As many of you know I had more surgery last week for my knee. So many people have asked me what happened and why my recovery from the original injury seems to have taken so long, so while I’m stuck at home in recovery I figured it would make sense to write it all down!
It all starts back in January 2016. Holiday time. A ski trip!
“It will be fun,” they said. “It’s great exercise,” they said…
Little did I know I was destined for a torn knee ligament, two surgeries and over 18 months of rehab to boot!
Don’t get me wrong, I’d been skiing before, I knew what I was getting myself into and I don’t think I know anybody who hasn’t had some kind of injury from skiing. It’s classified as an extreme sport for a reason!
Still, the beautiful vistas of Val d’Isère in France were calling to me, and with the news that the snow had arrived just in time for our holiday I was chomping at the bit to clip on my skis and hit the mountains. Furthermore, I felt like I’d eaten my body weight in turkey, mince pies and chocolate across the Christmas holidays so a skiing holiday seemed like the perfect remedy to get me back on the fitness bandwagon, especially as you can burn upwards of 4,000 calories a day while skiing!
Unfortunately for me where there hadn’t been much snow in the preceding weeks to our arrival (thanks global warming!) many of the more popular runs were hiding a very nasty layer of ice beneath the fresh powder. It was only our first morning on the pistes so I wasn’t even taking things that fast, but it was just my luck that I slipped on this ice and went flying. Annoyingly, my left ski didn’t release properly from my boot after I fell and instead impaled itself in a fresh pile of snow on the edge of the piste. Due to the effects of gravity and momentum I continued to roll down the slope even though my left foot was now stuck. As a result, my knee took the brunt of the rolling motion and ended up twisting horribly to the right. Weirdly, I felt no pain when it happened other than an uncomfortable ‘pop’ in my kneecap, nor did my knee swell up hideously either. I had no idea what I’d done at the time but everything felt OK so I didn’t think it could be that serious. In fact, I managed to ski for the rest of the week!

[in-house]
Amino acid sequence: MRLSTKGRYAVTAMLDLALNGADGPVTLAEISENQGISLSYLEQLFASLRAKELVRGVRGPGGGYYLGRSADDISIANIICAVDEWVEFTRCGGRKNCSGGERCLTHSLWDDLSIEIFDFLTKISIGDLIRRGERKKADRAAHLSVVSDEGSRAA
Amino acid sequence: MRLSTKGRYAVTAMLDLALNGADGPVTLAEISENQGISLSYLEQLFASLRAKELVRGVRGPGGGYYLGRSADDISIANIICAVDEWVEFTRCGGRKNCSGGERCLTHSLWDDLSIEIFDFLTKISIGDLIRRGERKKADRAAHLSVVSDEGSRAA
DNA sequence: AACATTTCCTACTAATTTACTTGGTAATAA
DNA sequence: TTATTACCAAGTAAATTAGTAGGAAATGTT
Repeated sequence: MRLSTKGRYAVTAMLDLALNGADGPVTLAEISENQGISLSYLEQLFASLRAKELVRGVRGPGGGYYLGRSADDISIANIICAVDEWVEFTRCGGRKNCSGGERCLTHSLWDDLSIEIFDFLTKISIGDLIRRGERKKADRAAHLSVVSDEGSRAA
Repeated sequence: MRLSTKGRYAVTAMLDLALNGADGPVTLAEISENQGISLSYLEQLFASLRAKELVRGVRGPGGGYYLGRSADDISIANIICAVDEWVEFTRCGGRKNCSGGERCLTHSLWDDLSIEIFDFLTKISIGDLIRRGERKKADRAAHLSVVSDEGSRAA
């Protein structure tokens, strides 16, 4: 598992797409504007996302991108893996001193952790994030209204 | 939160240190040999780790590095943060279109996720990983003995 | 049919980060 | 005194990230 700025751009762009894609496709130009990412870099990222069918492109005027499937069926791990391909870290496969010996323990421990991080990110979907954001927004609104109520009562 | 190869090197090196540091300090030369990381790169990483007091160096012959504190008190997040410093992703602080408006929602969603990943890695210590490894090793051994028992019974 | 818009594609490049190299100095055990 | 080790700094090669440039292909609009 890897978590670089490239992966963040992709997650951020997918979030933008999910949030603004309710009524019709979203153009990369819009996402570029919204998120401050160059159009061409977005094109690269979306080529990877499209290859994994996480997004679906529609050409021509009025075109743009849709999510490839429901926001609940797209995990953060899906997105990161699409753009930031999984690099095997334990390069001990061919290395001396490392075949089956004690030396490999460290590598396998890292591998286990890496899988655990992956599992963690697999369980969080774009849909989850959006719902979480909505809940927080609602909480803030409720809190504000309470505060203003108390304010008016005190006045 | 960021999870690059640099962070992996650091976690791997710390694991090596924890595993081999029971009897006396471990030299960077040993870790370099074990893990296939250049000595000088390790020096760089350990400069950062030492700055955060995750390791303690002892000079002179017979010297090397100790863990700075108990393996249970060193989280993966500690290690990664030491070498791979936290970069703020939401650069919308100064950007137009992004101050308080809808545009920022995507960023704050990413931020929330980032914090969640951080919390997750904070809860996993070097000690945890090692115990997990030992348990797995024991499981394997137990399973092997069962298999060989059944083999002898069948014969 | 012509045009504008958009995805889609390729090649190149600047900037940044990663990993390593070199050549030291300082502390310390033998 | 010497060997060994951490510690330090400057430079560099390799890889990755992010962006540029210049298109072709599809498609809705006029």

When I came home I was pretty much frog-marched to the doctors to for a check up as by this point my knee was displaying some stiffness, soreness and slight swelling. After two hospital appointments, one consultant appointment, one X-ray, one CT scan and one MRI the bombshell was finally discovered that yes, I had torn my Anterior Cruciate Ligament (ACL for short), and yes I would need surgery. Nightmare!